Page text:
Bank of America Merrill Lynch analysts have recommended that regulators look to lessons learned from defaulted CMBS loans to create a set of criteria for future high-quality real estate loans, which could in turn be used to design a high-quality CMBS product.
BAML’s Historical drivers of CRE loan performance report identified recurring factors that created defaults and losses among European CMBS loans, including vintage, leverage and property type.
It was London’s hottest day so far this year on the eve of the Commercial Real Estate Finance Council Europe’s Spring Conference last month, so naturally, the question on everyone’s lips was how long will it last? For the weather, not long at all, with the mercury soon dropping rapidly, but London’s property finance professionals are hoping for better.
More than 230 converged on K&L Gates’ St Paul’s offices for the two-day event, to discuss the state of the market and the threats to its relatively benign climate.
Overall sentiment was positive, with more than 84% believing the market was still moving towards a peak and only 4% believing the top had been reached.
Borrowers felt that things had clearly turned in their favour. Funding was becoming cheaper, with competition fierce among lenders. Banks had recovered their real estate appetite, with insurers and debt funds joining the party.
With a liquid and fiercely competitive market for real estate, panellists at Real Estate Capital’s inaugural Germany 2015 Forum, held at Kempinski Gravenbruch, Frankfurt, last month, discussed whether lenders could keep chasing margins down and where to find value.
Germany’s real estate market is flush with cheap debt. “There is an oversupply of bank finance and that is a challenge for an international bank,” said Jürgen Helm, HSBC’s head of German real estate.
Deutsche Bank director Jörg Oestreich concurred: “Everybody is chasing exactly the same assets and that is why our lending margins have become so low.”
Former Deutsche Bank property debt specialist Brian Sedrish has led US developer Related Companies’ successful move into real estate lending, initially in the mezzanine field but more recently offering whole loans.
Good income prospects attract family offices to real estate debt, writes Lauren Parr
Designed to preserve wealth, family offices are notoriously hard to get information on. But their love of direct property is well known, and now, says the founder of one oil wealth-backed lending business, their real estate debt allocations are also growing.
“Family offices generally look at real estate debt as an asset class in its own right,” he says. “Real estate debt allocations have grown among family offices and the larger private banking groups that service them. This is coming through fund allocations, managed accounts, syndications, or, for some larger family offices, directly.”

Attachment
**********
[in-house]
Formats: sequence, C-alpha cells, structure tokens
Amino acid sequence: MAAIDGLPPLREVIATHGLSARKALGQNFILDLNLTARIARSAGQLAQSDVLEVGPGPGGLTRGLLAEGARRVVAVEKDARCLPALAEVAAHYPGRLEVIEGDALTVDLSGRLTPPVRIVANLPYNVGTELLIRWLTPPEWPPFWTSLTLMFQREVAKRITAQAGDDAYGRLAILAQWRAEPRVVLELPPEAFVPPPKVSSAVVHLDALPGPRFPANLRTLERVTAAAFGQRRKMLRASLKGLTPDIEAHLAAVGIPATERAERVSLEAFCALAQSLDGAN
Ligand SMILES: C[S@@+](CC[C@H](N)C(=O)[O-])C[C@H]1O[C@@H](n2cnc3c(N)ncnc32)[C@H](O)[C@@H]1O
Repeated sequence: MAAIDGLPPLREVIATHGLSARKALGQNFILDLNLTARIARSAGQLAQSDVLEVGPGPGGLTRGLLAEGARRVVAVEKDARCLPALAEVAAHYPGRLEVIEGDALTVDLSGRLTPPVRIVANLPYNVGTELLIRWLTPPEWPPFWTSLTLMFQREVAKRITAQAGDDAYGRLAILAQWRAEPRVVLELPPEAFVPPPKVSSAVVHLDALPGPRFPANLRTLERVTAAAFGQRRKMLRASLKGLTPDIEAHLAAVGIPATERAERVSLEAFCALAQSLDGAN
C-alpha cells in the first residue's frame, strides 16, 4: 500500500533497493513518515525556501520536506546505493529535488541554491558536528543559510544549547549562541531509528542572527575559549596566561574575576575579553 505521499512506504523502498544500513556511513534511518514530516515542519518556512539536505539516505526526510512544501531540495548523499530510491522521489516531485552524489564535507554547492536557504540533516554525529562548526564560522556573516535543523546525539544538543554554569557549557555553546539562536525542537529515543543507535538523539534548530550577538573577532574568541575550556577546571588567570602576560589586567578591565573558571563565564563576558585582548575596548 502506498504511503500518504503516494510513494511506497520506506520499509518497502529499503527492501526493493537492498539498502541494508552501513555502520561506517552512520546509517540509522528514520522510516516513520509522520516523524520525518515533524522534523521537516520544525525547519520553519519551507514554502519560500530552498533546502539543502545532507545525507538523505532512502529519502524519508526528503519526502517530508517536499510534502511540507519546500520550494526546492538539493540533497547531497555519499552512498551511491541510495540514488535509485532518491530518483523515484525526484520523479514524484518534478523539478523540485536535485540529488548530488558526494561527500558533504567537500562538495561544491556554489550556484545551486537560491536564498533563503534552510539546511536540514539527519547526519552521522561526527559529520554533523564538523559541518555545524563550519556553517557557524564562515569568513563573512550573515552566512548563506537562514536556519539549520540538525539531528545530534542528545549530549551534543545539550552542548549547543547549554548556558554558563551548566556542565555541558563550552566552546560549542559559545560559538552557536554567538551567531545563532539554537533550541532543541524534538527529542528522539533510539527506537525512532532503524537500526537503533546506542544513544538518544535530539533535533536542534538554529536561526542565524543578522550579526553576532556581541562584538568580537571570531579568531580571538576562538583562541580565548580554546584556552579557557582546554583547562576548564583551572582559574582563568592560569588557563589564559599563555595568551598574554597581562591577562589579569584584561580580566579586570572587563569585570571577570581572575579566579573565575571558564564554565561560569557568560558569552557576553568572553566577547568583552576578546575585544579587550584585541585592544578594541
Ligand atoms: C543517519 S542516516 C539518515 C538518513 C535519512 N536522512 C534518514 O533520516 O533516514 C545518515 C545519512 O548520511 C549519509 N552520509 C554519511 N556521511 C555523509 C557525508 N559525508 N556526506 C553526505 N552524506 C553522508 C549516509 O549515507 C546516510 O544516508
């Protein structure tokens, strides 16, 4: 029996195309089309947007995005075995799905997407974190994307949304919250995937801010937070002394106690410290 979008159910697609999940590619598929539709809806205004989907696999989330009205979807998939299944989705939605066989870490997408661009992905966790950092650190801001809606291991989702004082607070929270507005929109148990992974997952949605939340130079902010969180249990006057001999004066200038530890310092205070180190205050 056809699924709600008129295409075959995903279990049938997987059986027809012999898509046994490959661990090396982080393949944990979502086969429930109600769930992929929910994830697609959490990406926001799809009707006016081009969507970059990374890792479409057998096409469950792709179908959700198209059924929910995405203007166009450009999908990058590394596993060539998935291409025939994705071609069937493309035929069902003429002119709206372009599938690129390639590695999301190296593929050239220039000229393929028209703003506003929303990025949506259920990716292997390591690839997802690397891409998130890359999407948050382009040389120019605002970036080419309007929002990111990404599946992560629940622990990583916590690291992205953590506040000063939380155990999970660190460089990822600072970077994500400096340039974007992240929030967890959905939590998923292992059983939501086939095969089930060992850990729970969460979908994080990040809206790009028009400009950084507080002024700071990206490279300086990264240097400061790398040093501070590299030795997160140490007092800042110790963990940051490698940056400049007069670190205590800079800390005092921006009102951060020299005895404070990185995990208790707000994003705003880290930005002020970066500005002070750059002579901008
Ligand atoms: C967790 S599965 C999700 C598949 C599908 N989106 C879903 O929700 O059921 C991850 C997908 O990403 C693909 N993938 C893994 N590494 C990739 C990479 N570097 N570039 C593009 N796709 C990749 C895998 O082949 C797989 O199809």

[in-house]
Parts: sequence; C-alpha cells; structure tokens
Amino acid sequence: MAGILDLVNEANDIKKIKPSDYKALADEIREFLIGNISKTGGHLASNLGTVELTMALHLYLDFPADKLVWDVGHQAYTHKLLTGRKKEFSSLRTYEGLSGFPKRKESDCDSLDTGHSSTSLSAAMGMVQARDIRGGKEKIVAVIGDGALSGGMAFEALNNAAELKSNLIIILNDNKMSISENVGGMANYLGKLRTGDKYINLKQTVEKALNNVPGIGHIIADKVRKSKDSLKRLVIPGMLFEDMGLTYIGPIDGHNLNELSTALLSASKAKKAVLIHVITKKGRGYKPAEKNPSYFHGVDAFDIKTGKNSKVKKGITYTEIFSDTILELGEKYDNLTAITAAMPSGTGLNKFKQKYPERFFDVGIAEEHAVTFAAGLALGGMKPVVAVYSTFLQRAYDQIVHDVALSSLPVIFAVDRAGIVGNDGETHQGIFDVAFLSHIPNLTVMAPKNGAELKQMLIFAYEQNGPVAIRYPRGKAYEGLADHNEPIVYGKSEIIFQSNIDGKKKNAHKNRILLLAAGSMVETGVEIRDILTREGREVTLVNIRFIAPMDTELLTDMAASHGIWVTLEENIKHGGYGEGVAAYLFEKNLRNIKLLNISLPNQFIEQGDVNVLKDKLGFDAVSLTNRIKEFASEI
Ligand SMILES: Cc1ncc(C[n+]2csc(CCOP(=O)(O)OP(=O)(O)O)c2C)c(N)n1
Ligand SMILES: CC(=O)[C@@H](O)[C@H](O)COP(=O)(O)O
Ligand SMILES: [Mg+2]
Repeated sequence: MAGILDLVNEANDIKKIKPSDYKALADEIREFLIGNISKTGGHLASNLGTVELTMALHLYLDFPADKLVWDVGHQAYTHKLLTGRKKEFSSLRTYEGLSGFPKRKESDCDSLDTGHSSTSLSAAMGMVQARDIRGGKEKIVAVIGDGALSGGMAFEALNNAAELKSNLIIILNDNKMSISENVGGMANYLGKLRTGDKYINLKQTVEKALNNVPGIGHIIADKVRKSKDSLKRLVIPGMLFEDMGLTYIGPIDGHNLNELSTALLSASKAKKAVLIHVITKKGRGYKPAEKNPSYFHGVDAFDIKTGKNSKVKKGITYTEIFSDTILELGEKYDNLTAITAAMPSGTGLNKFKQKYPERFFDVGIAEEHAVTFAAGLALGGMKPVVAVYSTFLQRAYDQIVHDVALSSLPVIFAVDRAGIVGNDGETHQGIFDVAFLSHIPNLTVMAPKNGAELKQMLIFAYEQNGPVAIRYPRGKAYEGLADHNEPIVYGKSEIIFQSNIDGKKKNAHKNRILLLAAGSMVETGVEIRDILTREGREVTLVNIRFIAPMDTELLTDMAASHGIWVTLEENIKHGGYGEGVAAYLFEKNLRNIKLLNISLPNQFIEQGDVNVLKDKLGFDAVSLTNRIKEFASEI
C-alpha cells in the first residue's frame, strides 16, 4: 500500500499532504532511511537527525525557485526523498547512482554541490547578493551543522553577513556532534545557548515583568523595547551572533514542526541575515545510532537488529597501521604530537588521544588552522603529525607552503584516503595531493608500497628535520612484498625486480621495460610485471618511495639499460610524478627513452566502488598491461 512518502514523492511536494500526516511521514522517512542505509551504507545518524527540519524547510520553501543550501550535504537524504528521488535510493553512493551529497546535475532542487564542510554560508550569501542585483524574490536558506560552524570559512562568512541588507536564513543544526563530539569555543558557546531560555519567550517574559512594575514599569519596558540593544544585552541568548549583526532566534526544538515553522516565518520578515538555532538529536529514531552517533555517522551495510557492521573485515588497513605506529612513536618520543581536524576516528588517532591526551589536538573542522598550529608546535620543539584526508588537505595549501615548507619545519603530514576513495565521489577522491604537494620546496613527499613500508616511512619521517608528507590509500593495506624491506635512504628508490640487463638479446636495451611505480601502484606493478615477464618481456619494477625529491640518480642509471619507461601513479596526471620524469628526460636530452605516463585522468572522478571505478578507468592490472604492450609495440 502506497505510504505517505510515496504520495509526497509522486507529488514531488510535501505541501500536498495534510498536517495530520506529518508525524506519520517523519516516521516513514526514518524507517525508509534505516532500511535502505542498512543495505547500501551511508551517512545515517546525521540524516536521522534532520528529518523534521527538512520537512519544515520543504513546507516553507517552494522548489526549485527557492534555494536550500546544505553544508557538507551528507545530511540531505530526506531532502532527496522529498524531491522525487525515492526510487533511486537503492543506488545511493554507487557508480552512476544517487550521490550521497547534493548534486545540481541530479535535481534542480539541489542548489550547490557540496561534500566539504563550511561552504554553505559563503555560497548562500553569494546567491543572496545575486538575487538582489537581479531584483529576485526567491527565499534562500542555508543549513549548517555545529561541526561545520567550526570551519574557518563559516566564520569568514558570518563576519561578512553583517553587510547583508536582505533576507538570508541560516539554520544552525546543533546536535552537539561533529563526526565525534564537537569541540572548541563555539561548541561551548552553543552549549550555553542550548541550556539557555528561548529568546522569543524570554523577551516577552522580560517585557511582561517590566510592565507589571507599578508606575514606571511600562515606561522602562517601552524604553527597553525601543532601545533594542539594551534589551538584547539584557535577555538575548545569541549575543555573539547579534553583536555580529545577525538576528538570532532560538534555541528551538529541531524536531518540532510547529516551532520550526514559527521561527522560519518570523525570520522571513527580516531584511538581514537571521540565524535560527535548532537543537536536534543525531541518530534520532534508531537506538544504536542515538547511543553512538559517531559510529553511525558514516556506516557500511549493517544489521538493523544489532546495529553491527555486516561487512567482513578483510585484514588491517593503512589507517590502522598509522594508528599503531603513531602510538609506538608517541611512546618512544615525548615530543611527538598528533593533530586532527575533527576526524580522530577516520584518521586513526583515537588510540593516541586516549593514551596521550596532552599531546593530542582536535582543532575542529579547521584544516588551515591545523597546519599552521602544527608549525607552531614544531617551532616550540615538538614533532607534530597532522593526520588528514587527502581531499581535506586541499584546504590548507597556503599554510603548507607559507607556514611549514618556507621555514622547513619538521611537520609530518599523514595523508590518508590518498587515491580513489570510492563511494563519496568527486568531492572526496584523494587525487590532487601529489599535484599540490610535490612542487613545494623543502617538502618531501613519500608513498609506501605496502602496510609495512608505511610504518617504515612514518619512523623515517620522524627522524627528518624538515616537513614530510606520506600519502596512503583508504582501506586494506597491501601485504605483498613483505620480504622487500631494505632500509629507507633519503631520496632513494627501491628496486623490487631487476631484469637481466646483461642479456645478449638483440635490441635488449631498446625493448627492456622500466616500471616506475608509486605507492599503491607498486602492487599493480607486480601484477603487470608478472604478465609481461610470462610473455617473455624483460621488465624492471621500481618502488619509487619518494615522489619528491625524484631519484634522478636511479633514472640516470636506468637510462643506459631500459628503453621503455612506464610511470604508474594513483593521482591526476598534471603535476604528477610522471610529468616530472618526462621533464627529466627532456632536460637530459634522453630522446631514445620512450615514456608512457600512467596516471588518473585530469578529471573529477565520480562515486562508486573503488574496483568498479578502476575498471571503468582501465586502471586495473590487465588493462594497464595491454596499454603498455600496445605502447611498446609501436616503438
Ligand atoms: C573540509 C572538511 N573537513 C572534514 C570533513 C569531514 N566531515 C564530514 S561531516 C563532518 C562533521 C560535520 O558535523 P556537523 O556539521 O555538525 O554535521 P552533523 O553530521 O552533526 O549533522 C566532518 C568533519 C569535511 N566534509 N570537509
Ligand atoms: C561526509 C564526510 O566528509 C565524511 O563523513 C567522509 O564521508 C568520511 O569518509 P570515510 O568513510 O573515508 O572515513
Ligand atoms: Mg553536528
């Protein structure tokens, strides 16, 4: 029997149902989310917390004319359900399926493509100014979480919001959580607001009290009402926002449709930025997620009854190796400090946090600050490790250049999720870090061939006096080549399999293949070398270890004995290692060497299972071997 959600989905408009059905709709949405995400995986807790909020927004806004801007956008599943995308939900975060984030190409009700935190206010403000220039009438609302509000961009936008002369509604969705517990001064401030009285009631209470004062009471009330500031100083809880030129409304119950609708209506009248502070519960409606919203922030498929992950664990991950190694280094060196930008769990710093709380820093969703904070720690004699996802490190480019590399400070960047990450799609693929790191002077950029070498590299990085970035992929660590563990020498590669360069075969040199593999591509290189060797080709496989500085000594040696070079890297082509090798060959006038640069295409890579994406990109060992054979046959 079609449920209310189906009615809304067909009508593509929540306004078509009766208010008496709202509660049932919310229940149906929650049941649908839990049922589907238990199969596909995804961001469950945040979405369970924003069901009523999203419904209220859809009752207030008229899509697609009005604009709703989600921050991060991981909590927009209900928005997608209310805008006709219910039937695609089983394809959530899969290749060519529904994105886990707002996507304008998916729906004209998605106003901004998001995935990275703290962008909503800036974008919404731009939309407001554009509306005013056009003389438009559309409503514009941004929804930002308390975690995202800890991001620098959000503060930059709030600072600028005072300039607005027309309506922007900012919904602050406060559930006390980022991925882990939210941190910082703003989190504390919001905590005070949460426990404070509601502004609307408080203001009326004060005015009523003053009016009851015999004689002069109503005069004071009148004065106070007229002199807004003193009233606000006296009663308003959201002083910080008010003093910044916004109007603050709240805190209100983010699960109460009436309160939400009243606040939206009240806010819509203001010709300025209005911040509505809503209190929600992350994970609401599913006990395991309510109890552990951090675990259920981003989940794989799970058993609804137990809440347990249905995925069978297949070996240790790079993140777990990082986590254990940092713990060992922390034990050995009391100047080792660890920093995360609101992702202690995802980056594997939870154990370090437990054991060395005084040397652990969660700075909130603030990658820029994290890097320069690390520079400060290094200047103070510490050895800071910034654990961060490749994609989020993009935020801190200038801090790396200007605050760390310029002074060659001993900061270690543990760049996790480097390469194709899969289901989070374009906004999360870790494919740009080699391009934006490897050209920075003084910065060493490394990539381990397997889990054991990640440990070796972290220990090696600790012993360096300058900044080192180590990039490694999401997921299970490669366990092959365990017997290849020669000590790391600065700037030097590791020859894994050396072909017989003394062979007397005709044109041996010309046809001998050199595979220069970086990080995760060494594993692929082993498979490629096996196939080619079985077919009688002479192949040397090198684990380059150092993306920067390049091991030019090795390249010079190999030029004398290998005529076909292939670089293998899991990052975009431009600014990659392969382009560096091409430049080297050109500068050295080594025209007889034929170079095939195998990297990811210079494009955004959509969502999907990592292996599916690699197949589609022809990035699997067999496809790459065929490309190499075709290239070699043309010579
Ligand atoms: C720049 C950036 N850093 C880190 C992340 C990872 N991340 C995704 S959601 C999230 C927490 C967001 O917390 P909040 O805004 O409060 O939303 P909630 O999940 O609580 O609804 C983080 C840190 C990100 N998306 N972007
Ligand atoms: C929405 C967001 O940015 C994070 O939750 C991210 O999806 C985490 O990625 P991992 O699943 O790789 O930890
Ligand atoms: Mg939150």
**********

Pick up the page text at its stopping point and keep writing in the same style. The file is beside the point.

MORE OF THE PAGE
A string of big real estate debt mandate won by US commercial real estate lenders shows growing confidence among large institutional investors seeking greater control over their money.
Compared with pooled debt funds, separate managed account mandates, or SMAs, generally give investors more say over the investments their fund manager makes, often with targets based on yield, total return, minimum debt service coverage, maximum loan-to-value ratio, asset types and geographic diversity.
With a politician’s impeccable timing, Narendra Modi, India’s pro-business, pro-foreign investment Prime Minister, celebrates his first year in office this month, during what appears to be something of a boom in the country’s market for real estate debt finance, much of it from overseas.
New Cushman & Wakefield figures reveal a surge in the number and value of Indian real estate private equity deals, but with a post-financial crisis focus on structured finance rather than riskier equity investment.
Deutsche Asset & Wealth Management’s senior debt fund is a new player in a very competitive league. Senior lenders are a dime a dozen on its home turf, Germany, and that domestic market is the fund’s “top priority”.
Closed with €500m in January and with more capital in the pipeline, the fund is squarely in the safe, conservative space: targeting loan-to-value ratios of 60%, on three- to 10-year terms, in the four main asset classes, and fixed or floating rate.
Returns on senior UK commercial real estate debt are forecast to be 3.6% on a gross basis and 3.5% on a risk-adjusted basis at the end of Q1 2015
PERE Research and Analytics’ monitoring shows 73 debt funds in the market this month, seeking a total of $37bn. New entrant Och-Ziff is seeking to raise $800m for a high-yield US commercial real estate debt fund, targeting distressed and alternative assets.
After years in the doldrums, CMBS is on its way back. Although deal activity remains low compared with the heights of 2006, it is increasing across the US and EU as investors seek higher yields. As the market starts to recover, the regulatory landscape has shifted, to one of risk retention and closer bed fellows.
Recently, the Bank of England and European Central Bank published a joint response to a European Bank Authority report late last year on how to improve (or retrain, depending on your perspective) the securitisation markets, mainly by tightening EU risk retention rules.